In the autumn of 1944, Rev. Hoogendijk and his family had to leave the vicarage at Roersingel in Roermond because this part of the city had to be cleared for the German Wehrmacht. He found shelter with members of his community, who also had two English pilots in the house.
On the night of December 16, 1944, the police saw a light in the house. The residents were able to escape, but the two pilots and Rev. Hoogendijk were found and taken away. No one believed him that he had nothing to do with it. Also, a banned paper was found in his clothes. So he was kept there with his wife and eldest daughter and taken across the German border for further interrogation.
After the release of his wife and daughter, he first ended up in prison in Mönchen-Gladbach and then in the Buchenwald concentration camp. There his strength rapidly diminished.
At the beginning of April he was still seen walking bent over through the camp, but on April 4, 1945 he was taken to the infirmary. He died there soon after.
Actually, when he was arrested, he already had been wanted for a long time.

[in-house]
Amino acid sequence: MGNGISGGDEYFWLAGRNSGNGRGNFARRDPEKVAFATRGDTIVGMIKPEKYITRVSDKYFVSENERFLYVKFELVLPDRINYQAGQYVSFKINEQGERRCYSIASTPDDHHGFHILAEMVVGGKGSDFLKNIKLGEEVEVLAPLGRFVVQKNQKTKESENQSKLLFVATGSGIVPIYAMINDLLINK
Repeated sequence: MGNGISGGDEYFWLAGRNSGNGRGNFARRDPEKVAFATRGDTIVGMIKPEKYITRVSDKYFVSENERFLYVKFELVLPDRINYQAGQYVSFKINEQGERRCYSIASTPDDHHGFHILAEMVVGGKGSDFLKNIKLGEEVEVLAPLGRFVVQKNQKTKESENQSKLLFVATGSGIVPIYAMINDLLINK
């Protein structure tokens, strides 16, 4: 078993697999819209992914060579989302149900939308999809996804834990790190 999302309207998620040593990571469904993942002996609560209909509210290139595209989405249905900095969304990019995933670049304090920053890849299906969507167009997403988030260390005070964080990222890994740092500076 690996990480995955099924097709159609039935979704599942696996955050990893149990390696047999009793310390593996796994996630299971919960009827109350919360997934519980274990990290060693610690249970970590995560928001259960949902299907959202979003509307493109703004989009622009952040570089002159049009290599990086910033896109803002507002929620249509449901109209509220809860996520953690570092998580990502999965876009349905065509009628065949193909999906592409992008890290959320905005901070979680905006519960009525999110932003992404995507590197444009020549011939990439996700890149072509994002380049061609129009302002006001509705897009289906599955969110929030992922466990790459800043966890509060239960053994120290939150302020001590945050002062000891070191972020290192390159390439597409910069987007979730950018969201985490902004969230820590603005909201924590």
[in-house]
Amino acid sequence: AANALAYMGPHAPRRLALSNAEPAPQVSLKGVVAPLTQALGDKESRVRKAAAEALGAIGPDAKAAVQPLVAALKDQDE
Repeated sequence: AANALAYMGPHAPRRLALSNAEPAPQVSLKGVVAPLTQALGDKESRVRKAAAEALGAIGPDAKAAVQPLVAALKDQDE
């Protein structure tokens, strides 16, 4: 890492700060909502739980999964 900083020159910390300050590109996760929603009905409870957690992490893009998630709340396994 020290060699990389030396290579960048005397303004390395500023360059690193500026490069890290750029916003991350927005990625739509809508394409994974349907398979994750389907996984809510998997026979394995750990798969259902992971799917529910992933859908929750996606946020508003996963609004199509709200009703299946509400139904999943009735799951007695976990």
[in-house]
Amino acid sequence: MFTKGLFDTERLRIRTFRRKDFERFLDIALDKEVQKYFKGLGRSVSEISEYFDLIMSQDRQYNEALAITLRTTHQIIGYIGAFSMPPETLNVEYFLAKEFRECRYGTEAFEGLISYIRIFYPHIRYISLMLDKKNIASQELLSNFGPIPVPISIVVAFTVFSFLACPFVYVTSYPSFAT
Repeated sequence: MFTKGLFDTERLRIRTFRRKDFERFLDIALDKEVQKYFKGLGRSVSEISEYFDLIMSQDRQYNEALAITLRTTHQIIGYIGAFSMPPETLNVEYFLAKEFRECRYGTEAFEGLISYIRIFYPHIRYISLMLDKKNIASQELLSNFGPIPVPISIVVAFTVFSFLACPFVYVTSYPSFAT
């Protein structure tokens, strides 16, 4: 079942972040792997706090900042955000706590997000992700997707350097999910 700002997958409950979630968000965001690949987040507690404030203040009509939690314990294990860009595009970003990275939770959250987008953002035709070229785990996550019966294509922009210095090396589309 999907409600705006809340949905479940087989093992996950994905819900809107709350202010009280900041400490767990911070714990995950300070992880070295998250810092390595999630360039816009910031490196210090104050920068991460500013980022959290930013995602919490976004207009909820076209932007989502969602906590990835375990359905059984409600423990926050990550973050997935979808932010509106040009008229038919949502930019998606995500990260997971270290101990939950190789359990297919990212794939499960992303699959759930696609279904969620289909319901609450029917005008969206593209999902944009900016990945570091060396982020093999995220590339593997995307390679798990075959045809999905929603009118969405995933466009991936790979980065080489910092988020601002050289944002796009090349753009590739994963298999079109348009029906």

wall: right, row 06-04
Houben,
Hubertus Petrus Hermanus
Sjeng
∗ 1915-07-09
Eys, gem. Wittem
† 1945-05-19
Ludwigslust
Wittem - L.O. - priest - Hubertus Petrus Hermanus Houben was vicar in Epen and head of the Catholic Action. He administered charity funds in the L.O. district of Gulpen, along with the vicars Wermeling and Penders and with Jaques Knops and Sjeng Coenen, until Penders took it over alone. He was arrested at the Strike of Wittem on July 21, 1944. Shortly after his liberation, he died in Ludwigslust (Mecklenburg) as a result of his ordeal in the Neuengamme concentration camp. Buried in the Catholic cemetery in Eys.
wall: right, row 39-05
Jacobs,
Karel
Père Hugues /Pater Hugo
∗ 1900-11-17
Antwerpen
† 1943-10-09
Bunnik (Utrecht)